Oleksandr Guzenko, Deputy Head of Ukraine Crisis Media Center in the Netherlands, noted that the Dutch people have same attitude to corruption in Ukraine as Ukrainians themselves. “In Ukraine there is the idea that corruption is the country’s main foe. Not even Russia, not the conflict, not the external issues. Internal corruption is the problem that does not let the country move forward,” he noted. People in the Netherlands also understand this problem and understand that Ukraine needs to resolve its internal problems and then be addressing its external challenges, in particular, Russia’s aggression, explained the Deputy Head of Ukraine Crisis Media Center in the Netherlands.
One of the most efficient Ukrainian projects of civil society in the Netherlands became the “Hop, Nederland, Hop!” campaign. The campaign includes videos by talented Ukrainian children who perform, sing calling on the Netherlands to vote for Ukraine. Gennadiy Kurochka, co-founder and member of the Board, Ukraine Crisis Media Center and the brain behind the project noted that one of the leading Dutch newspapers published a positive one page long article about Ukrainian children. “In the context that Ukraine’s children and the children of EU’s future,” he said. Kurochka noted that there were fears that opponents might say that children were used for campaigning. “We were surprised to have not heard anyone saying that the children came to support campaigning. Me have only precious positive emotions,” Kurochka says. It is important because the video got over 2,5 million views on YouTube, 85 percent of which are residents of the Netherlands. Such emotional message can influence the result of the referendum on Ukraine.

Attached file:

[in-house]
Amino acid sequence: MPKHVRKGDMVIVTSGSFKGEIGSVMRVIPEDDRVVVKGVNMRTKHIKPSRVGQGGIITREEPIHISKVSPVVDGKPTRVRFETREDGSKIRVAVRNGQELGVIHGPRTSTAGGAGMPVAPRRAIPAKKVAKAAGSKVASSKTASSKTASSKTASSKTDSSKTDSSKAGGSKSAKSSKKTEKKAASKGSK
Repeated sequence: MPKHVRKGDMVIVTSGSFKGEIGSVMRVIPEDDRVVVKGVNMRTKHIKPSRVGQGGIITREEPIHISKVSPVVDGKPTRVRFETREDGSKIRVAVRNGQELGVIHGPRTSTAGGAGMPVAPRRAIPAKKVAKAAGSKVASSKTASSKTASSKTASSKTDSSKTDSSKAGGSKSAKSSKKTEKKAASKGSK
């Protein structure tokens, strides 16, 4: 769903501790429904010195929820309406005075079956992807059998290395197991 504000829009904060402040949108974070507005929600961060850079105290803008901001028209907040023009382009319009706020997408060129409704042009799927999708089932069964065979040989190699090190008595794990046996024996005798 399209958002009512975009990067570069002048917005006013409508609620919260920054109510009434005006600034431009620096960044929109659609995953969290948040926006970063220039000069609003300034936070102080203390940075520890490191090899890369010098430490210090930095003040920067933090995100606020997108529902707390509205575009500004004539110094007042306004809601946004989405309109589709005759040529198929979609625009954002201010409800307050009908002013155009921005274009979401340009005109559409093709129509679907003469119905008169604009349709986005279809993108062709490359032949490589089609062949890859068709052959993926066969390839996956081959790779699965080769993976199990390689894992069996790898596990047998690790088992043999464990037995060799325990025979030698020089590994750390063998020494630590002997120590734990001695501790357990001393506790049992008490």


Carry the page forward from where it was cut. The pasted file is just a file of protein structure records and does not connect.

Students of the Ukrainian Academy of Leadership were talking to people in the streets, on trains and other public places in the Netherlands. Khrystyna Shabat, volunteer of the Ukrainian Academy of Leadership said that 50 students went to the country in the framework of the Ukraine Freedom campaign. “We put a goal for ourselves – to get five thousand friends in five days during which we will be in the Netherlands,” said Shabat. Participants of the initiative were talking to the Dutch people and telling them about Ukraine. They were making selfies with respective campaign flyers. The plan was overdone by more than two times, the volunteer emphasized. She said campaigning in the trains was an innovation, it was a successful step. “We started telling the people in the train cars about the referendum on Ukraine. It sometimes happened that people in the cars started applauding. One of the groups of eight decided that it is going to spend all five days in the Dutch trains,” the student said.
Petro Kocherhan, volunteer of the Ukrainian Academy of Leadership from Lviv thinks emotions are an important argument. “We were talking emotions, we were saying what we believed in. We are not big experts in economy, law, international law […]. But we told them about our experience, about what we lived through, and that Maidan started because of it,” the volunteer emphasized. Ukrainian students found points in common, common values such as the rights, freedoms and independence, added Ivanna Hrebenyak, volunteer of the Ukrainian Academy of Leadership from Ternopil.